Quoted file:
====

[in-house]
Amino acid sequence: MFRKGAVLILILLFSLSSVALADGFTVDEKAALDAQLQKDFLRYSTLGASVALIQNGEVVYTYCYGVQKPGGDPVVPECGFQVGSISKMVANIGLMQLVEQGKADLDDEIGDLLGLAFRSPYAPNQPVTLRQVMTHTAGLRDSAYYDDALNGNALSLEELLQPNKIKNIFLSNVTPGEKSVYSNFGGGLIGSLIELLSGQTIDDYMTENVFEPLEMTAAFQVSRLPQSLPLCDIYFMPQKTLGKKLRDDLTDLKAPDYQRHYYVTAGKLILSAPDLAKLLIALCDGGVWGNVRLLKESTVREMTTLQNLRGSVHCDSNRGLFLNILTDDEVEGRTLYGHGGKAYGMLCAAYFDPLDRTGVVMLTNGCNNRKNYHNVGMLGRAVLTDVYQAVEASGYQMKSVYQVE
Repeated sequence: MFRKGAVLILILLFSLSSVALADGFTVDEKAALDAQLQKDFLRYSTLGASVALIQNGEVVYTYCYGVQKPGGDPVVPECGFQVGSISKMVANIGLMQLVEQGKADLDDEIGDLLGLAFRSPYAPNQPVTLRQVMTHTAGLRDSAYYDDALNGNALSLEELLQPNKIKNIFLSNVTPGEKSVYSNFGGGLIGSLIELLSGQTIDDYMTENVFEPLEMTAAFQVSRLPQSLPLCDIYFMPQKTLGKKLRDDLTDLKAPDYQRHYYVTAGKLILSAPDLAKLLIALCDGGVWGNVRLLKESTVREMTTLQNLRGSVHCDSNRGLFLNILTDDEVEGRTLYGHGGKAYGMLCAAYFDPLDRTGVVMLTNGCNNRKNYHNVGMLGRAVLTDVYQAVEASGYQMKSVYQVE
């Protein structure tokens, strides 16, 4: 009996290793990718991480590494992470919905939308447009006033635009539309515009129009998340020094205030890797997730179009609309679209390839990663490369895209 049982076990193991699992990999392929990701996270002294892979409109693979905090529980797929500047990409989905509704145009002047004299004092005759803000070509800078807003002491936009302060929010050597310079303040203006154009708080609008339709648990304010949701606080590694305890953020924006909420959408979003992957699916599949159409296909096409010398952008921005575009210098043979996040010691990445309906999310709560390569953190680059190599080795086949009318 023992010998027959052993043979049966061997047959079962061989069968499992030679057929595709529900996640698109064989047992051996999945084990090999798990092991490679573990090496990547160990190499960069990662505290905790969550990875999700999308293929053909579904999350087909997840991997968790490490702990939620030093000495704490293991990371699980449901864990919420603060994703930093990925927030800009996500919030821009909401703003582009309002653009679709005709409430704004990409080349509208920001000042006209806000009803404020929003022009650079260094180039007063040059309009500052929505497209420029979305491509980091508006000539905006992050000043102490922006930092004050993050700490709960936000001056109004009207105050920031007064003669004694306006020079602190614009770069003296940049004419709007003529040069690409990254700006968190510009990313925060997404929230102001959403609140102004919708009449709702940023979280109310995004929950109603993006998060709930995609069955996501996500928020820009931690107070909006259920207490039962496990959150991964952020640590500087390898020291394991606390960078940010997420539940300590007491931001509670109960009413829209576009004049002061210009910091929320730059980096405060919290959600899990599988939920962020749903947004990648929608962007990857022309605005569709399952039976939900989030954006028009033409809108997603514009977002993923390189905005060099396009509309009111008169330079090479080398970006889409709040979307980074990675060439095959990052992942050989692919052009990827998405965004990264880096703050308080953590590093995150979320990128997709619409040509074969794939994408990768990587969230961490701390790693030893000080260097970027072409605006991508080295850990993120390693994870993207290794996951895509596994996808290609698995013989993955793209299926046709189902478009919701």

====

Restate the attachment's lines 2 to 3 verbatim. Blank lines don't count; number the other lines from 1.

Amino acid sequence: MFRKGAVLILILLFSLSSVALADGFTVDEKAALDAQLQKDFLRYSTLGASVALIQNGEVVYTYCYGVQKPGGDPVVPECGFQVGSISKMVANIGLMQLVEQGKADLDDEIGDLLGLAFRSPYAPNQPVTLRQVMTHTAGLRDSAYYDDALNGNALSLEELLQPNKIKNIFLSNVTPGEKSVYSNFGGGLIGSLIELLSGQTIDDYMTENVFEPLEMTAAFQVSRLPQSLPLCDIYFMPQKTLGKKLRDDLTDLKAPDYQRHYYVTAGKLILSAPDLAKLLIALCDGGVWGNVRLLKESTVREMTTLQNLRGSVHCDSNRGLFLNILTDDEVEGRTLYGHGGKAYGMLCAAYFDPLDRTGVVMLTNGCNNRKNYHNVGMLGRAVLTDVYQAVEASGYQMKSVYQVE
Repeated sequence: MFRKGAVLILILLFSLSSVALADGFTVDEKAALDAQLQKDFLRYSTLGASVALIQNGEVVYTYCYGVQKPGGDPVVPECGFQVGSISKMVANIGLMQLVEQGKADLDDEIGDLLGLAFRSPYAPNQPVTLRQVMTHTAGLRDSAYYDDALNGNALSLEELLQPNKIKNIFLSNVTPGEKSVYSNFGGGLIGSLIELLSGQTIDDYMTENVFEPLEMTAAFQVSRLPQSLPLCDIYFMPQKTLGKKLRDDLTDLKAPDYQRHYYVTAGKLILSAPDLAKLLIALCDGGVWGNVRLLKESTVREMTTLQNLRGSVHCDSNRGLFLNILTDDEVEGRTLYGHGGKAYGMLCAAYFDPLDRTGVVMLTNGCNNRKNYHNVGMLGRAVLTDVYQAVEASGYQMKSVYQVE